The structure of ozone is traditionally depicted using two resonance forms:

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However, what I am wondering is instead of using such an idea to explain the structure why can't we show the structure of ozone like this?

Triangular ozone

Some people have told me that such a structure is not possible but they fail to mention the reason. What I have in mind is maybe electron repulsion. But I would like to know exactly what mechanism would prevent this from happening?


3 Answers 3


Here is the Walsh diagram depicting all the valence molecular orbitals (a diagram showing how individual molecular orbitals change in energy due to bending around the central atom). Oxygen has 6 valence electrons, so ozone has 18 electrons in total. If we start on the right where ozone would be linear, we can see that all the orbitals up to the $2\pi_\mathrm u$ orbitals (don't worry about why they are named this) are doubly occupied and the two $2\pi_\mathrm u$ orbitals are both singly occupied.

Walsh Diagram

Note: 6a$_1$ and 2b$_1$ have the incorrect sign on the outer p-orbitals.

If we bend the molecule slightly (moving to the left on the diagram), we can see that there is a favorable interaction between the p-type orbitals on the end as well as between the black of the central p-type orbital and the black of the outer p-type orbitals (Someone drew the $\mathrm{6a_1}$ and $\mathrm{2b_1}$ orbitals wrong, flip the central orbital). This lowers the energy of the molecule.

So why doesn't it keep bending? As a good first-order approximation, we can estimate the relative energy of configurations by the highest energy orbital (provided the other orbitals don't change too much). We can see that if we keep bending, the $\mathrm{1a_2}$ orbital and the $\mathrm{4b_2}$ orbital start rising in energy, eventually rising above the $\mathrm{6a_1}$ orbital. Thus too much bending will be unfavorable, and thus ozone prefers a bond angle of around $117^\circ$.

This same diagram can be used for other molecules, such as $\ce{CO2}$. Try using it to figure out why $\ce{CO2}$ is linear.


Your guess about electronic repulsion is right: the repulsion between the lone pairs of electrons on the Oxygen atoms leads to intense repulsion at such close ranges leading to instability. In comparison to this resonance is a far far more stable configuration.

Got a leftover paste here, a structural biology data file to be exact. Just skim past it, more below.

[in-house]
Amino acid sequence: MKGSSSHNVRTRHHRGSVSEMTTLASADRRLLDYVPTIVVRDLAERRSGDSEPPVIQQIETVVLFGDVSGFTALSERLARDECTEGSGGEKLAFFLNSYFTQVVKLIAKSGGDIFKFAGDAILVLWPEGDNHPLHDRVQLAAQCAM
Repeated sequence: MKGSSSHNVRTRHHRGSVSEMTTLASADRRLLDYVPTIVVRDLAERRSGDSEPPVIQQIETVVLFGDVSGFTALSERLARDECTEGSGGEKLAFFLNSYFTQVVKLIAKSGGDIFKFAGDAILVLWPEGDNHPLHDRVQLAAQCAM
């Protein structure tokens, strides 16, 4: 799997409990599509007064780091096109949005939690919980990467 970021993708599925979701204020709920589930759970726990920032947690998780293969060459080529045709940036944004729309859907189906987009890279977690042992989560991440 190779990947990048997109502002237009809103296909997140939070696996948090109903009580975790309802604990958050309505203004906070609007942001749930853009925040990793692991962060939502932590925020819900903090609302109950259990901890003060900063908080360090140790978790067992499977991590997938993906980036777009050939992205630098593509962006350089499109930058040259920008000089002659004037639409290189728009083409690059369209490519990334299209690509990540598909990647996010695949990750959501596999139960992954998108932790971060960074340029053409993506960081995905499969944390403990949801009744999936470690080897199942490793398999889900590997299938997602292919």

Strain at the joints in the cyclic structure does its part as well because experimentally it is found to be abnormal. The strain causes instability in bond and eventually the molecule will break into constituents. The ideal angle for stability is 109 degrees and 28 minutes (I don't know why, but experiments show this is true). Angular strain can be found in water as well: to decrease that strain water collapses to an angle of 104 degrees.

Ring strain or angular strain is a type of instability that exists when bonds in a molecule form angles that are abnormal (i.e., not generally found in nature).

  • $\begingroup$ 109 is for carbon in sp3, is the o here in sp3 too? $\endgroup$
    – RE60K
    Commented Jan 2, 2015 at 16:36
  • $\begingroup$ the hybridisation of O in the cyclic structure is sp3 because it (each O) has two lone pairs and each O is bonded to two other O's which gives us Ab2e2 = 4 =sp3, Also there will be bond pair bond pair repulsions which are instability provocative $\endgroup$
    – user10153
    Commented Jan 2, 2015 at 16:38
  • $\begingroup$ You are correct but the other answer was more appropriate. $\endgroup$
    – Yashbhatt
    Commented Jan 3, 2015 at 13:27
  • $\begingroup$ @Yashbhatt, yes the other answer explains the details well $\endgroup$
    – user10153
    Commented Jan 3, 2015 at 14:18

Possible Reasons:

  • Electronic Repulsion: In order to form a 3-member ring your electron pairs would have to bend at 60 degrees; the energy required to push naturally repulsive electrons so close together would make the molecule very unstable.
  • Unstability of three membered rings (angular strain):

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